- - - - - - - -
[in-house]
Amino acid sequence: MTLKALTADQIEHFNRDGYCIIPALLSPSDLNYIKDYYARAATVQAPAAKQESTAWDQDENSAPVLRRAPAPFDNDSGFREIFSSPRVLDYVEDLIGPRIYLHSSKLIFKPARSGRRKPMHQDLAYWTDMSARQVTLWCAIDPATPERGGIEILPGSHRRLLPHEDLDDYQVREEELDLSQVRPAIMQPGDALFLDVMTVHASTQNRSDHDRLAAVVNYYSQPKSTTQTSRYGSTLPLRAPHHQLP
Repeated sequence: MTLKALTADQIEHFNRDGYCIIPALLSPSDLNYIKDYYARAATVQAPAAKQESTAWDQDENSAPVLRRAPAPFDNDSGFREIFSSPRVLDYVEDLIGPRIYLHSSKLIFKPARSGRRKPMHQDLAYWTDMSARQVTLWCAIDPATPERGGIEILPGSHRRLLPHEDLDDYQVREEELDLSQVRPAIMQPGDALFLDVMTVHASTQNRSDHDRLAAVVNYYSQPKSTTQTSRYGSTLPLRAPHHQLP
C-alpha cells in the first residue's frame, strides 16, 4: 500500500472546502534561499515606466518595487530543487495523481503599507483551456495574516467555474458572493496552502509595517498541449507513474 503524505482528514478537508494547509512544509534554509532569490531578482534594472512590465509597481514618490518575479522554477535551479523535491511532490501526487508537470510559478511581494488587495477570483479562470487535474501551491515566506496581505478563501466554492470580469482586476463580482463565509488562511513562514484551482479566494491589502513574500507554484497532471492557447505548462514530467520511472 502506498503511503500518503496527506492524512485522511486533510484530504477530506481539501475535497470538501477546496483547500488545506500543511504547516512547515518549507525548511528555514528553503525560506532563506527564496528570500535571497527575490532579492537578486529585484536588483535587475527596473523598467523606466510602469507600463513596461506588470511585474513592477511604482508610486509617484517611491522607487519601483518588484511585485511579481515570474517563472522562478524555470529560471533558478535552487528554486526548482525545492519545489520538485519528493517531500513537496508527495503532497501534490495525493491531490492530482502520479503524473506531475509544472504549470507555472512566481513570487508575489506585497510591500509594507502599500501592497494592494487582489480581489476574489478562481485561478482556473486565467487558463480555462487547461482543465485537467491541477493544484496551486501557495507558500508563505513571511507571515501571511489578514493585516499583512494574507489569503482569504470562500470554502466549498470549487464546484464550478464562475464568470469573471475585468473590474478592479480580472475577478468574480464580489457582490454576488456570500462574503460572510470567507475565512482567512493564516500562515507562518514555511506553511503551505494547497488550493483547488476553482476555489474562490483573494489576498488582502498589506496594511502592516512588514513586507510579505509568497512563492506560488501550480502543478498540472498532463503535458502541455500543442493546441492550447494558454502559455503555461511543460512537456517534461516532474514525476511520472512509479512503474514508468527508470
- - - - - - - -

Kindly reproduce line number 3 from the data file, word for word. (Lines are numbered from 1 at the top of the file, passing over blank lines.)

Repeated sequence: MTLKALTADQIEHFNRDGYCIIPALLSPSDLNYIKDYYARAATVQAPAAKQESTAWDQDENSAPVLRRAPAPFDNDSGFREIFSSPRVLDYVEDLIGPRIYLHSSKLIFKPARSGRRKPMHQDLAYWTDMSARQVTLWCAIDPATPERGGIEILPGSHRRLLPHEDLDDYQVREEELDLSQVRPAIMQPGDALFLDVMTVHASTQNRSDHDRLAAVVNYYSQPKSTTQTSRYGSTLPLRAPHHQLP